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"My father was obsessed," says Josh Brill, who manages the Lauderdale location. His father met Peter Hepp, an American-born, Japanese-trained chef with restaurants in Dubai and elsewhere around the world. They decided to go into business together, though the addition of Thai dishes was secondary.
Brill asserts that the restaurant makes its own sauces in-house, unlike many others around town. The presentation here trumps most sushi-Thai restaurants, but the sauces aren't much different. "Our chefs are mostly Japanese and Thai," he notes.
Asia Bay is expensive for what I got: $7 for a handroll, $17 for chicken massaman. Most dishes range from $10 to $20. Sushi Thai Siam isn't as pricey, since the restaurant is housed in a less desirable location.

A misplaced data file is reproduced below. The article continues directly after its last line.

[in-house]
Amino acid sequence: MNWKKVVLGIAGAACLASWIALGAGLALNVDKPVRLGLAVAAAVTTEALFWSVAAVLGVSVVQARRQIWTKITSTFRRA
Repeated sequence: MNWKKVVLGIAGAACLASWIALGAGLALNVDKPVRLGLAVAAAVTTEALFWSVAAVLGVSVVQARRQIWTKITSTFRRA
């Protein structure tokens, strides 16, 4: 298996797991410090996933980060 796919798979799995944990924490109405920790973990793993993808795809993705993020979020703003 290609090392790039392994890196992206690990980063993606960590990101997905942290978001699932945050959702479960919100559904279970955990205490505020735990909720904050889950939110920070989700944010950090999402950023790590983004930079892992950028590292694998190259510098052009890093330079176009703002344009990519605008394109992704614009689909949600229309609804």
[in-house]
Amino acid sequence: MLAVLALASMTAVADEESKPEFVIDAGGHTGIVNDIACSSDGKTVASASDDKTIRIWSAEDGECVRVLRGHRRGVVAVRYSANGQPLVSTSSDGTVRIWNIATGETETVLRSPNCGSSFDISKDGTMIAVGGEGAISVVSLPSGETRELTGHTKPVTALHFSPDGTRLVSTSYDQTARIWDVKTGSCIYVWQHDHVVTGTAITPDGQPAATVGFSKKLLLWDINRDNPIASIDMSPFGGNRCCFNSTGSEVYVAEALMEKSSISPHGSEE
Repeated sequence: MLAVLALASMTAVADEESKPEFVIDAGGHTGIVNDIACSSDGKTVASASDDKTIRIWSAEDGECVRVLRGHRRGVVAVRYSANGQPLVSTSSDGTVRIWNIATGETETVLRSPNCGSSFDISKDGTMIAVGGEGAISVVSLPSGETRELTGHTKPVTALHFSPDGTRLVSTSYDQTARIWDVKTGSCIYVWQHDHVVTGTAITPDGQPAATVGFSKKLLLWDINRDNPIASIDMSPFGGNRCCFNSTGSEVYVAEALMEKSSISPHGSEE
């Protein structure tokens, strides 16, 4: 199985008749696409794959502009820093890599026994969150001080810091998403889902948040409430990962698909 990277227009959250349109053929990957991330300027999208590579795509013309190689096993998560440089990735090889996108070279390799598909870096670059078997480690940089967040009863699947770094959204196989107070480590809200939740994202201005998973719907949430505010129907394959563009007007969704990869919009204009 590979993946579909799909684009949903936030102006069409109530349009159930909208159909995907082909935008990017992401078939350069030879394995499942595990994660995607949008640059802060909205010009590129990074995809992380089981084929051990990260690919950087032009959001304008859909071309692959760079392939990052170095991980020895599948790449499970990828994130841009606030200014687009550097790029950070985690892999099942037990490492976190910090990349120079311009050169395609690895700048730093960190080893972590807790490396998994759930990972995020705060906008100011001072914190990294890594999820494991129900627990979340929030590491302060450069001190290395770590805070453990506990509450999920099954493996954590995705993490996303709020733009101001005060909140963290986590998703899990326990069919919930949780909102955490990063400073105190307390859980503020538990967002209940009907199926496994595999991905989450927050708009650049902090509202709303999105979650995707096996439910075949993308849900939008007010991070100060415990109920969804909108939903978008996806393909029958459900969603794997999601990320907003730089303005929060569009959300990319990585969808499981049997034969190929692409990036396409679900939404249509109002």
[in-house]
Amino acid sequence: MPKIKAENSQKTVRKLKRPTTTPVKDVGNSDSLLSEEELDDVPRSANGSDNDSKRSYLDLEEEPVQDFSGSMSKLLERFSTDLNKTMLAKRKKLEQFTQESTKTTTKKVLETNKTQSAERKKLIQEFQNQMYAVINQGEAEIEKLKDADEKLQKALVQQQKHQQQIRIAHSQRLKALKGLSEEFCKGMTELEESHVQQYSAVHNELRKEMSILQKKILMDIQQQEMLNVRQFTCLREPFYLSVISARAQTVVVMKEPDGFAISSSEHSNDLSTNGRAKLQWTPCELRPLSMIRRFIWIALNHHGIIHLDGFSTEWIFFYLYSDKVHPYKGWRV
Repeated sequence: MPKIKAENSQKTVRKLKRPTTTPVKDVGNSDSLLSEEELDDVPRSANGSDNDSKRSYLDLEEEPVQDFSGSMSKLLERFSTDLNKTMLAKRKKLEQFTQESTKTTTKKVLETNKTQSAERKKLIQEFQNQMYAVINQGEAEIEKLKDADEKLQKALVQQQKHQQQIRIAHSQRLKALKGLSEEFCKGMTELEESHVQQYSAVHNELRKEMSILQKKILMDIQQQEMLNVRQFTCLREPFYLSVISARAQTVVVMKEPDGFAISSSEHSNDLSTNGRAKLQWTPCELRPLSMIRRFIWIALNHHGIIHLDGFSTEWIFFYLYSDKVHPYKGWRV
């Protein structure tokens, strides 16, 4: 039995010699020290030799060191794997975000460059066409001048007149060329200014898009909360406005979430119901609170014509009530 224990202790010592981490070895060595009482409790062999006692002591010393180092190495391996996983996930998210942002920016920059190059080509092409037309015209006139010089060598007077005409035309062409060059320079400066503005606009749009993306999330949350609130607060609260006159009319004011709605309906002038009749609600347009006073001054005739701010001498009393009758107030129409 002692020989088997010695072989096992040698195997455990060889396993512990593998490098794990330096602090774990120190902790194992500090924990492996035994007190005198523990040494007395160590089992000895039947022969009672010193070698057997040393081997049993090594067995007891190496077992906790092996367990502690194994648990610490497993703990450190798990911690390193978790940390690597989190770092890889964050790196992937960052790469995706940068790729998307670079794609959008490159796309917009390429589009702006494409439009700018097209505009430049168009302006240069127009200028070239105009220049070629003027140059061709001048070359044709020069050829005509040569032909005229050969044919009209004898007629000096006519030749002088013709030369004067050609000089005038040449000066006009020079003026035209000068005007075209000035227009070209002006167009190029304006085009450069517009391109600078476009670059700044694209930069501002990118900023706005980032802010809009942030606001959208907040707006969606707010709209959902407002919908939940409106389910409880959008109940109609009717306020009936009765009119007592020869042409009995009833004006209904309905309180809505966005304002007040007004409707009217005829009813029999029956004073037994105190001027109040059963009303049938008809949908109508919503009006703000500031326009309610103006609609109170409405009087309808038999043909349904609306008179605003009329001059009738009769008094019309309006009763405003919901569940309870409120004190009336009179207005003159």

Still, sushi-Thai is not at the price point of Cantonese cuisine from the '70s and '80s, in which dumplings, spring rolls, and a pint of fried rice would barely hit eight bucks. That's OK, because when it comes to fish, I'm not looking for cheap.
"Would you care for the toro we're offering on special? It's very rare now," says my waiter at Asia Bay.
I decline. I grab my fork and continue with the massaman, pleased to stick to a sushi-Thai classic.
I wouldn't call Asia Bay run of the mill. But you shouldn't underestimate the brilliance of combining a review of a large Las Olas restaurant with a small place located in between 2 strip clubs. And comparing prices no less! Next she'll be pointing out that the steaks are cheaper at Outback than at YOLO. This is the kind of information you can't get anywhere else.